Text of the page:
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North Africa: Moroccan Human Rights and Drug Policy Activist to Remain Behind Bars

Submitted by Phillip Smith on (Issue #610)
Consequences of Prohibition
Politics & Advocacy

A Morrocan appeals court Tuesday rejected the appeal of a human rights activist who had publicly criticized the country's drug policy and was subsequently jailed for offending the authorities and alleged currency violations. That means Chakib El Khayari will continue to serve a three-year sentence handed down in June.

Chakib El Khayari
El Khayari heads a human rights group in the Rif Mountains, where marijuana growing has been a way of life for centuries. He had criticized inequities in the Moroccan government's crackdown on the cannabis industry there. El Khayari repeatedly told international conferences and foreign media outlets that he questioned the government's record on marijuana eradication and interdiction. He accused authorities of turning a blind eye to hashish smuggling to Europe while focusing their repressive efforts on poor farmers.

Prosecutors accused him of taking a bribe to focus a media campaign on some traffickers and not others. They also accused him of depositing money in foreign banks without approval from the country's Exchange Office. That charge was based on a payment he accepted for writing an article for a Spanish magazine. He was convicted in a court in Casablanca in June.

Even before his conviction, human rights and drug reform groups were calling his prosecution unjust. "It's pretty clear that the new charges against el-Khayari appear to be one more attempt to silence a critic on politically sensitive issues, and to intimidate other activists," said Sarah Leah Whitson, Middle East and North Africa director at Human Rights Watch. "El-Khayari's prosecution shows that despite Morocco's reputation for open debate and a thriving civil society, the authorities are still ready to imprison activists who cross certain red lines."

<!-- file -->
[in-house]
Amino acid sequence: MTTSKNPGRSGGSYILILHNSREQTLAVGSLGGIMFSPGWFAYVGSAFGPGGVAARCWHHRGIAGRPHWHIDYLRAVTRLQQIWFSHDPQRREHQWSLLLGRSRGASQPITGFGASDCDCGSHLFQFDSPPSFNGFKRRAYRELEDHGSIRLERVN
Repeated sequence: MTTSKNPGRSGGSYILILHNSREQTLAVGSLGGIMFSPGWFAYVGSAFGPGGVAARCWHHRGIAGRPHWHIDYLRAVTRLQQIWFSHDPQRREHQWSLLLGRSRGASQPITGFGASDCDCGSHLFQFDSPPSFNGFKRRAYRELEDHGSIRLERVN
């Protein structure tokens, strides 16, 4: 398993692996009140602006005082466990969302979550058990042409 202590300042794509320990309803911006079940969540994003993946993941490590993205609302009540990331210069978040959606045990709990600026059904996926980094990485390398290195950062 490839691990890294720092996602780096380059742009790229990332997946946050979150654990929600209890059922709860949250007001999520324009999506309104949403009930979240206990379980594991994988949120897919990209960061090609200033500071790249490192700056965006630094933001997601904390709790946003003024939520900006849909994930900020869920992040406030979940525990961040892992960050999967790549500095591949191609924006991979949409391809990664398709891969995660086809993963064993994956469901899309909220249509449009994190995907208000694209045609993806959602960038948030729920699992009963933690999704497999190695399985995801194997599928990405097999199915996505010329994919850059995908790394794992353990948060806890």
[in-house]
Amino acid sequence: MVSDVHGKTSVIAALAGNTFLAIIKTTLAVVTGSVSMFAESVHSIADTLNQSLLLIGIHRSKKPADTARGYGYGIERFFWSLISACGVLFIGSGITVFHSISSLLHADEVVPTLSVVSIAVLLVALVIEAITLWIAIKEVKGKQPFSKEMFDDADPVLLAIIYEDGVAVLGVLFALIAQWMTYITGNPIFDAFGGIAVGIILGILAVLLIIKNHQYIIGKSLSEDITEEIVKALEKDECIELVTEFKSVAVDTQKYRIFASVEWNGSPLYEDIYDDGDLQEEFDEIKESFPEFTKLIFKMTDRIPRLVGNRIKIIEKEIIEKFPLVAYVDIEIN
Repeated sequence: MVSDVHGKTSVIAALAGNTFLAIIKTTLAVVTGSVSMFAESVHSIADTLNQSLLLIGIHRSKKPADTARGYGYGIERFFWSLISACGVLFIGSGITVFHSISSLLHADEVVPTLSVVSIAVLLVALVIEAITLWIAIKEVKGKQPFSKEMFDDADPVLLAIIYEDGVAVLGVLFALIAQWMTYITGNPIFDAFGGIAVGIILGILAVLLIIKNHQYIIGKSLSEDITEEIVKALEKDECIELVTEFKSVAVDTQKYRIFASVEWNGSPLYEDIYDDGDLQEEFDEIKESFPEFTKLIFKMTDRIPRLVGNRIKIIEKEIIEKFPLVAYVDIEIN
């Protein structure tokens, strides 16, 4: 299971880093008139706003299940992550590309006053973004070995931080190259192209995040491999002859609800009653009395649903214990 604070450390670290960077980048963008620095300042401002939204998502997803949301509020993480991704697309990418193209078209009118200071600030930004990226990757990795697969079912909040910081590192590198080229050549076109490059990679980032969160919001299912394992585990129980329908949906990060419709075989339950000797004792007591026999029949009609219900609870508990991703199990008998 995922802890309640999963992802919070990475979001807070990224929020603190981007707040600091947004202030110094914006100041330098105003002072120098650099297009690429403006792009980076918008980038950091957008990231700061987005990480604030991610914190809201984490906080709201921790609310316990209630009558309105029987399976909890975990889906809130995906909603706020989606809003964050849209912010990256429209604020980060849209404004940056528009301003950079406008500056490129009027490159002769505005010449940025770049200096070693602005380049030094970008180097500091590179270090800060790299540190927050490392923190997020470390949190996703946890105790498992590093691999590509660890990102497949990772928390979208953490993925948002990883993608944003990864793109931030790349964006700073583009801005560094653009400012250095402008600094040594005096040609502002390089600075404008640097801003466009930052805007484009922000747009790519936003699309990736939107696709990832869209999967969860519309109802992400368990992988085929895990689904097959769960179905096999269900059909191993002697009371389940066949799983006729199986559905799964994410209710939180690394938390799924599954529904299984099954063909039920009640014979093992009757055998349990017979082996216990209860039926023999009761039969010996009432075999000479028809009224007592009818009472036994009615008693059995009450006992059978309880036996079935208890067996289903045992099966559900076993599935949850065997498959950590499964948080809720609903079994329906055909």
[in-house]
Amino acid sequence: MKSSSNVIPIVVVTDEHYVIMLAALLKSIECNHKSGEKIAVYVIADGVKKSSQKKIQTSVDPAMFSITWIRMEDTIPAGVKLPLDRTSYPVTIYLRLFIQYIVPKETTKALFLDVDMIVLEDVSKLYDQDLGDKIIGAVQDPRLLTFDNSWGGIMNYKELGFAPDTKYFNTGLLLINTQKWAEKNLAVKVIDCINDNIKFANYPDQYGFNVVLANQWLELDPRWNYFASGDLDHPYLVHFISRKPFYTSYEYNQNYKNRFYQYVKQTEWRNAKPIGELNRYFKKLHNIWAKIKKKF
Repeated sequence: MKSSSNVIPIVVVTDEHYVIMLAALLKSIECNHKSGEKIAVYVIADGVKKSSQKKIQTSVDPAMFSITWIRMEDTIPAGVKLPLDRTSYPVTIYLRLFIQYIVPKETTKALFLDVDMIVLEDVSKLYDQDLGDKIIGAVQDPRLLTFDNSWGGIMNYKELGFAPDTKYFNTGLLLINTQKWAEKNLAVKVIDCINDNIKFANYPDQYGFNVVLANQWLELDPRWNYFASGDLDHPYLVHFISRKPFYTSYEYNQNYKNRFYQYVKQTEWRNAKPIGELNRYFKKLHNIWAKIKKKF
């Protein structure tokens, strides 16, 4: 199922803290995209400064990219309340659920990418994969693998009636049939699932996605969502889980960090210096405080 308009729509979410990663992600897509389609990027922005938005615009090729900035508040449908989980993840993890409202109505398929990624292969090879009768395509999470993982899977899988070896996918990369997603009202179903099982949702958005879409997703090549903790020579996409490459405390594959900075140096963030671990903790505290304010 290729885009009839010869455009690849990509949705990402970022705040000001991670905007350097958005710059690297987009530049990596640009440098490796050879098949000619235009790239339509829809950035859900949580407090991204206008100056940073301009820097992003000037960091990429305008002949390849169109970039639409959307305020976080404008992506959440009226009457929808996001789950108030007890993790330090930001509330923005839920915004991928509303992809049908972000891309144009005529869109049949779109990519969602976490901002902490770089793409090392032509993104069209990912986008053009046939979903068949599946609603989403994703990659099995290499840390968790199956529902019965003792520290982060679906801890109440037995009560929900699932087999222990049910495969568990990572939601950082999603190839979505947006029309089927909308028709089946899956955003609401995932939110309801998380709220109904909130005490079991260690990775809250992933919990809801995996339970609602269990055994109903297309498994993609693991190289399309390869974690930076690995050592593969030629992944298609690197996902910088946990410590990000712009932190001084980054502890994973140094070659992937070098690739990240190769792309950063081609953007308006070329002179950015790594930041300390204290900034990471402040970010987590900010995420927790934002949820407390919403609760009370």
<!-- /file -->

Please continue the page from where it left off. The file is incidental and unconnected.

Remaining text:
The European Coalition for Just and Effective Drug Policies (ENCOD) has organized a campaign to seek his release. Click on the ENCOD link here to see how you can help.

Permission to Reprint: This content is licensed under a modified Creative Commons Attribution license. Content of a purely educational nature in Drug War Chronicle appear courtesy of DRCNet Foundation, unless otherwise noted.


maxwood (not verified)

A bit of fact checking finds an estimate that about 6% of Moroccan govt. revenues are from tobackgo taxes. This 6% understates the amount of influence, however, because there as in the Zentrale der Macht USA the big-buck$ industry invests much further money in the human touch-- well-dressed articulate young lobbyists visit and schmooze with legislators and officials throughout the regime. (Worse: Russia 8%, Pakistan 10% dependent on tobackgo (mainly $igarette) taxes.)

Relevance: the USA (still a major $igarette-exporting nation) leans on its "allies" to hold the line against cannabis for two (2) main reasons: (a) cannabis helps some addicts kick the tobackgo habit; (b) one-toke herb has taught users to economize by using long-stemmed one-hitters (and vaporizers) and when this behavior spills over into the tobackgo-addict population the nicotine $cigarette profit margin is doomed, and those tax revenues from the lowest-income classes along with it.

Sat, 11/28/2009 - 3:26pm Permalink
Anonymous (not verified)

They want ot keep what ever money the USA will give them for the drug war and they have also learned that the drug war pays .

Sun, 11/29/2009 - 8:50pm Permalink

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